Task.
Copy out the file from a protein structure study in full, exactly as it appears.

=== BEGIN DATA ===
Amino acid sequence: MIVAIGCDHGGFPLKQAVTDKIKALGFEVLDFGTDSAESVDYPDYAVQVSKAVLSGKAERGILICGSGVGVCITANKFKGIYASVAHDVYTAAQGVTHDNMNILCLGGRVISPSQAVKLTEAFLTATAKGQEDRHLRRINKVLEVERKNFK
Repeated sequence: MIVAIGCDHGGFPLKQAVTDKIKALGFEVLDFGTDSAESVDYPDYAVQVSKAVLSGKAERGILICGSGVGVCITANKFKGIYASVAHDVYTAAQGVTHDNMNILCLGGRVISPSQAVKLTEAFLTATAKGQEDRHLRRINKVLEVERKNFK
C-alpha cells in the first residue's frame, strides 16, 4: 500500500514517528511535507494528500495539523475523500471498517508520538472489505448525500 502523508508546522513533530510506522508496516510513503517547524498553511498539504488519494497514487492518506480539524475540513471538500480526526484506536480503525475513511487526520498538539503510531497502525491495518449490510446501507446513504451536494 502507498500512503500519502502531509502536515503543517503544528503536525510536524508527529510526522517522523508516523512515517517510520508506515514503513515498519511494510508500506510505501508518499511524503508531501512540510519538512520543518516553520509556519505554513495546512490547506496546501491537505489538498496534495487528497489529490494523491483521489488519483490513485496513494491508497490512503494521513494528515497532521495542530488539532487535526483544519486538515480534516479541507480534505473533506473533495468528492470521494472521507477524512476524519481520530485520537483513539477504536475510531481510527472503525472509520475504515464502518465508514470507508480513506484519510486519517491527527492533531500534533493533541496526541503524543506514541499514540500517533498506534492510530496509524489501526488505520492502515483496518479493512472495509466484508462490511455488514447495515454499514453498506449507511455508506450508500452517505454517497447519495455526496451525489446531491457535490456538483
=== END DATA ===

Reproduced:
Amino acid sequence: MIVAIGCDHGGFPLKQAVTDKIKALGFEVLDFGTDSAESVDYPDYAVQVSKAVLSGKAERGILICGSGVGVCITANKFKGIYASVAHDVYTAAQGVTHDNMNILCLGGRVISPSQAVKLTEAFLTATAKGQEDRHLRRINKVLEVERKNFK
Repeated sequence: MIVAIGCDHGGFPLKQAVTDKIKALGFEVLDFGTDSAESVDYPDYAVQVSKAVLSGKAERGILICGSGVGVCITANKFKGIYASVAHDVYTAAQGVTHDNMNILCLGGRVISPSQAVKLTEAFLTATAKGQEDRHLRRINKVLEVERKNFK
C-alpha cells in the first residue's frame, strides 16, 4: 500500500514517528511535507494528500495539523475523500471498517508520538472489505448525500 502523508508546522513533530510506522508496516510513503517547524498553511498539504488519494497514487492518506480539524475540513471538500480526526484506536480503525475513511487526520498538539503510531497502525491495518449490510446501507446513504451536494 502507498500512503500519502502531509502536515503543517503544528503536525510536524508527529510526522517522523508516523512515517517510520508506515514503513515498519511494510508500506510505501508518499511524503508531501512540510519538512520543518516553520509556519505554513495546512490547506496546501491537505489538498496534495487528497489529490494523491483521489488519483490513485496513494491508497490512503494521513494528515497532521495542530488539532487535526483544519486538515480534516479541507480534505473533506473533495468528492470521494472521507477524512476524519481520530485520537483513539477504536475510531481510527472503525472509520475504515464502518465508514470507508480513506484519510486519517491527527492533531500534533493533541496526541503524543506514541499514540500517533498506534492510530496509524489501526488505520492502515483496518479493512472495509466484508462490511455488514447495515454499514453498506449507511455508506450508500452517505454517497447519495455526496451525489446531491457535490456538483